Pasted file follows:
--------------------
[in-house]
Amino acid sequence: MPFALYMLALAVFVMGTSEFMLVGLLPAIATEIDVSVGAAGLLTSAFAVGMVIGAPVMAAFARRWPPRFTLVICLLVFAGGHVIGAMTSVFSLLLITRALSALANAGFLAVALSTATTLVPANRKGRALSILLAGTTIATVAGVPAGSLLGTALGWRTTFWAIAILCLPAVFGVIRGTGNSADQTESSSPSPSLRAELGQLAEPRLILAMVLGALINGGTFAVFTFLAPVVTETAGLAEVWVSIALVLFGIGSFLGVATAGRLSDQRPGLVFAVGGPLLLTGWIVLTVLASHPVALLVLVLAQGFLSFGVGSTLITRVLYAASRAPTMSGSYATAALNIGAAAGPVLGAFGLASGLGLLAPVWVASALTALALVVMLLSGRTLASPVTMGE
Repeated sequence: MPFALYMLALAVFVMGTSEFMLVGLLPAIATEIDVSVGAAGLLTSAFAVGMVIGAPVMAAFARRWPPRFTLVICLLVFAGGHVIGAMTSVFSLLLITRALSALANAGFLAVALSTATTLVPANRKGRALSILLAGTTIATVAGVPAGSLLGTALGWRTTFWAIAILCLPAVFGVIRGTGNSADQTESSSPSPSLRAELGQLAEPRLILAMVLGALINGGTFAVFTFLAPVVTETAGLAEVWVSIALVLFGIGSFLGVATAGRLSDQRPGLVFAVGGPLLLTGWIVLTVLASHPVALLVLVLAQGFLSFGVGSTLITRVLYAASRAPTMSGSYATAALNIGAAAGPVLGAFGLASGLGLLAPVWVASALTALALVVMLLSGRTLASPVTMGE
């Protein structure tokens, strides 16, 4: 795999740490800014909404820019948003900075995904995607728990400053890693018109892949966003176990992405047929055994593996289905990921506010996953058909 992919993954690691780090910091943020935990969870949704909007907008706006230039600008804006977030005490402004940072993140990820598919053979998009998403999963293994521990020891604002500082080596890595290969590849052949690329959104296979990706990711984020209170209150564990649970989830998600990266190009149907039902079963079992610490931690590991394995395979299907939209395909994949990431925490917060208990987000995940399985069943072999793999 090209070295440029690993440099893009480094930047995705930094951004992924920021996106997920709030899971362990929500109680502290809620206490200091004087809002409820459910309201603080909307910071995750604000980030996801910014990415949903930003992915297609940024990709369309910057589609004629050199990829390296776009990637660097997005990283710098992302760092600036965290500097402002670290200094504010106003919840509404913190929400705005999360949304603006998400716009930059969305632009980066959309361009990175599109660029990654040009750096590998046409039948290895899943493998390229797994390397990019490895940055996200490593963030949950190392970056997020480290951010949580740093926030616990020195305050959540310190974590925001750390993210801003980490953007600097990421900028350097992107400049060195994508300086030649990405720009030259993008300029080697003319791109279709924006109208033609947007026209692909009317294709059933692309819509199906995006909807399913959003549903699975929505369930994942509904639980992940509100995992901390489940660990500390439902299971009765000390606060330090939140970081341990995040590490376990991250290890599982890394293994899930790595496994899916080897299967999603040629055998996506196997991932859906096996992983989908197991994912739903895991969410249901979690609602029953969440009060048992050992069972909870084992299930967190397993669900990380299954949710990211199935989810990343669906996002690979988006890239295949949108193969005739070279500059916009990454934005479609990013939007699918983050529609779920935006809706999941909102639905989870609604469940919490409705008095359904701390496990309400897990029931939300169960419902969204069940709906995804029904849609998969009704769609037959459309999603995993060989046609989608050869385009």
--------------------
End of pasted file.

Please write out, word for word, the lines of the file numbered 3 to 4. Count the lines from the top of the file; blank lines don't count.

Repeated sequence: MPFALYMLALAVFVMGTSEFMLVGLLPAIATEIDVSVGAAGLLTSAFAVGMVIGAPVMAAFARRWPPRFTLVICLLVFAGGHVIGAMTSVFSLLLITRALSALANAGFLAVALSTATTLVPANRKGRALSILLAGTTIATVAGVPAGSLLGTALGWRTTFWAIAILCLPAVFGVIRGTGNSADQTESSSPSPSLRAELGQLAEPRLILAMVLGALINGGTFAVFTFLAPVVTETAGLAEVWVSIALVLFGIGSFLGVATAGRLSDQRPGLVFAVGGPLLLTGWIVLTVLASHPVALLVLVLAQGFLSFGVGSTLITRVLYAASRAPTMSGSYATAALNIGAAAGPVLGAFGLASGLGLLAPVWVASALTALALVVMLLSGRTLASPVTMGE
């Protein structure tokens, strides 16, 4: 795999740490800014909404820019948003900075995904995607728990400053890693018109892949966003176990992405047929055994593996289905990921506010996953058909 992919993954690691780090910091943020935990969870949704909007907008706006230039600008804006977030005490402004940072993140990820598919053979998009998403999963293994521990020891604002500082080596890595290969590849052949690329959104296979990706990711984020209170209150564990649970989830998600990266190009149907039902079963079992610490931690590991394995395979299907939209395909994949990431925490917060208990987000995940399985069943072999793999 090209070295440029690993440099893009480094930047995705930094951004992924920021996106997920709030899971362990929500109680502290809620206490200091004087809002409820459910309201603080909307910071995750604000980030996801910014990415949903930003992915297609940024990709369309910057589609004629050199990829390296776009990637660097997005990283710098992302760092600036965290500097402002670290200094504010106003919840509404913190929400705005999360949304603006998400716009930059969305632009980066959309361009990175599109660029990654040009750096590998046409039948290895899943493998390229797994390397990019490895940055996200490593963030949950190392970056997020480290951010949580740093926030616990020195305050959540310190974590925001750390993210801003980490953007600097990421900028350097992107400049060195994508300086030649990405720009030259993008300029080697003319791109279709924006109208033609947007026209692909009317294709059933692309819509199906995006909807399913959003549903699975929505369930994942509904639980992940509100995992901390489940660990500390439902299971009765000390606060330090939140970081341990995040590490376990991250290890599982890394293994899930790595496994899916080897299967999603040629055998996506196997991932859906096996992983989908197991994912739903895991969410249901979690609602029953969440009060048992050992069972909870084992299930967190397993669900990380299954949710990211199935989810990343669906996002690979988006890239295949949108193969005739070279500059916009990454934005479609990013939007699918983050529609779920935006809706999941909102639905989870609604469940919490409705008095359904701390496990309400897990029931939300169960419902969204069940709906995804029904849609998969009704769609037959459309999603995993060989046609989608050869385009």